Notes to Philosophy of Theater

1. Richard Wollheim presented a similar problem about painting, namely the problem of the relation between the marks of paint on the surface or support for the painting and the content represented by means of those marks. Wollheim called the problem “twofoldness,” and it consists in the claim that viewers of paintings examine a painting by being aware of those two levels of describable features of paintings. It is the problem, rather than Wollheim’s solution (“seeing-in”) that is of interest here (Wollheim 1998).

2. Reference is made in this paragraph to the choices made by theater “companies.” Nothing hangs on the idiom. Many companies are organized in such a way that directors make these decisions. Playwrights may make some of the decisions in advance. And a few companies are set up to make those decisions collectively. This paragraph sets out some of the tasks that must be undertaken in order to strive for relevant artistic achievements; and for that purpose, it does not matter how those decisions are made.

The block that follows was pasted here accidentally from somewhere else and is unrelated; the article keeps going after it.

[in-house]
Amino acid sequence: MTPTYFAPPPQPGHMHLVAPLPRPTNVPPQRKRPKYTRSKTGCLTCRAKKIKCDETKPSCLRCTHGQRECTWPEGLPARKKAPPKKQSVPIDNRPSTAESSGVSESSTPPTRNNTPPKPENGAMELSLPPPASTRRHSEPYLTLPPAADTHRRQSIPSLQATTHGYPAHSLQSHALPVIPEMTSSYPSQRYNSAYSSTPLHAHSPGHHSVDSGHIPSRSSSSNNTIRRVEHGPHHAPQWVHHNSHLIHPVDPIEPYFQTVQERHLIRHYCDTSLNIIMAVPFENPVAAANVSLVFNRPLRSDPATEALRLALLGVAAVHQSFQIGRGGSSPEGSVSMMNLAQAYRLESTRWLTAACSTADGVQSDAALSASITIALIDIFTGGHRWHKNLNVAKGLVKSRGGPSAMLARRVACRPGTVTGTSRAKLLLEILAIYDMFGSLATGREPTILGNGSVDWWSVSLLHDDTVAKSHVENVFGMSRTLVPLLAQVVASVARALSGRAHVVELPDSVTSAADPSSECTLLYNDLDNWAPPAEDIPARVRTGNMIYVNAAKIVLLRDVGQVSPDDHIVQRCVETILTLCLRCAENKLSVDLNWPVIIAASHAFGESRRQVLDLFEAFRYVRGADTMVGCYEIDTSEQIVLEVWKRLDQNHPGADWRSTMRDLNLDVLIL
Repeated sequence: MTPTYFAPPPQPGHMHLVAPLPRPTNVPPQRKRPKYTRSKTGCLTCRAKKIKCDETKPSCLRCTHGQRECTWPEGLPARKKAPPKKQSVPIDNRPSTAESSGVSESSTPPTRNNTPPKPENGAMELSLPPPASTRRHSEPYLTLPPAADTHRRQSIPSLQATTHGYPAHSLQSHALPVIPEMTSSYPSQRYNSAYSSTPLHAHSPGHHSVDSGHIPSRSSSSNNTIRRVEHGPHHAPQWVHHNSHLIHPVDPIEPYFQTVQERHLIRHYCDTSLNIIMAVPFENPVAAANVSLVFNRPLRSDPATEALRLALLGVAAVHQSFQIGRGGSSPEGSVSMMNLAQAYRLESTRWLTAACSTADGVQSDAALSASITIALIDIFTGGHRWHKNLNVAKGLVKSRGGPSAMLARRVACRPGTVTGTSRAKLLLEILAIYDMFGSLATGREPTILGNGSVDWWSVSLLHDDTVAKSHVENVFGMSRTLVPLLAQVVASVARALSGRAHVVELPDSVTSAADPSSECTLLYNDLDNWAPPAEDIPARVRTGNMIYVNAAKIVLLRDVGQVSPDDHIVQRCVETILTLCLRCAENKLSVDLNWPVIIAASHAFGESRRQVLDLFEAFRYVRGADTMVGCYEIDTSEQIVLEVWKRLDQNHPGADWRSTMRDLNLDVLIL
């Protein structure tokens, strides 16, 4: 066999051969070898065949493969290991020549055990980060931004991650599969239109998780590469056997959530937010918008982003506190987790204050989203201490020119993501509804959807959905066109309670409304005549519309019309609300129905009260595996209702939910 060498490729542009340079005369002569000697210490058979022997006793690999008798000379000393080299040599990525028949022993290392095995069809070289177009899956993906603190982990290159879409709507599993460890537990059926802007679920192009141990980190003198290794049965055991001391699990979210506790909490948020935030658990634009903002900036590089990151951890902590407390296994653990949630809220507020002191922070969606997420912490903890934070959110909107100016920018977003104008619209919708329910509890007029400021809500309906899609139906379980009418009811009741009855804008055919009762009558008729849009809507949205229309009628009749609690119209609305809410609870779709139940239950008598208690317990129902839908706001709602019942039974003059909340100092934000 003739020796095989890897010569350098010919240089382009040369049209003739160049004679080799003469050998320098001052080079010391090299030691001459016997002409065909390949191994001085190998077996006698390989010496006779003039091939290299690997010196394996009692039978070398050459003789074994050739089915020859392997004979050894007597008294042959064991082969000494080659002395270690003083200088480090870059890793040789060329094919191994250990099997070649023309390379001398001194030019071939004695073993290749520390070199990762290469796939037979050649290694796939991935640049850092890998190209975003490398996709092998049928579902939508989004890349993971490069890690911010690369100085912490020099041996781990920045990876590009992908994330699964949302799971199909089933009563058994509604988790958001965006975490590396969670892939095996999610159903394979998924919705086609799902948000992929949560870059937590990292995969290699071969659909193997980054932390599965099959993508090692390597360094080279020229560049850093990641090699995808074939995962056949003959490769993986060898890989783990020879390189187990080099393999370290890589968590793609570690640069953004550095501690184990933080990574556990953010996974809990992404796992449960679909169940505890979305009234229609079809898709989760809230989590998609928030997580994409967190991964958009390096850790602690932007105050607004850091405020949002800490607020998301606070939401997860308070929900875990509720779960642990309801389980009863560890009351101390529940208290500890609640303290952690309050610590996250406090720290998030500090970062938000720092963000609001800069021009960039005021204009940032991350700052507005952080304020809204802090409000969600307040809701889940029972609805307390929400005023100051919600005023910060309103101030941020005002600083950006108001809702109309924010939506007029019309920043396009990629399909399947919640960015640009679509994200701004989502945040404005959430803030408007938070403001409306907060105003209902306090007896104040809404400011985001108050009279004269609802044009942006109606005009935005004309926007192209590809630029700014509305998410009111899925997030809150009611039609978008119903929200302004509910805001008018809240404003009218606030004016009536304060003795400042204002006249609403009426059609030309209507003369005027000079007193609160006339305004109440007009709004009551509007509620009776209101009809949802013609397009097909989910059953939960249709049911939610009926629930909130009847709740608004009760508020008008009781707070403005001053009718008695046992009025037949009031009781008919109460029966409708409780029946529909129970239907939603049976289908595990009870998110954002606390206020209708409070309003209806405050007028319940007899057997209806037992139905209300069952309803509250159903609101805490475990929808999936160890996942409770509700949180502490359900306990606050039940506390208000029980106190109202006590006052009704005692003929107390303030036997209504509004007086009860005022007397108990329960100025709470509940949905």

3. Whether any of the choices performers make—especially perhaps the stylistic choices—need to be made consciously or can be made non-consciously is a separate, but major issue. Judging by the current literature on styles in art, one could reasonably assume that most philosophers seem to favor the idea that the choices to which spectators react should be consciously made by performers (Walton 1979; Robinson 1981; Meskin 2013. But this is not at all the uniform view of philosophers or psychologists (Carroll 1986b; Hamilton 2007; Suhler and Churchland 2009; Aneja et al. 2017).

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James R. Hamilton <>

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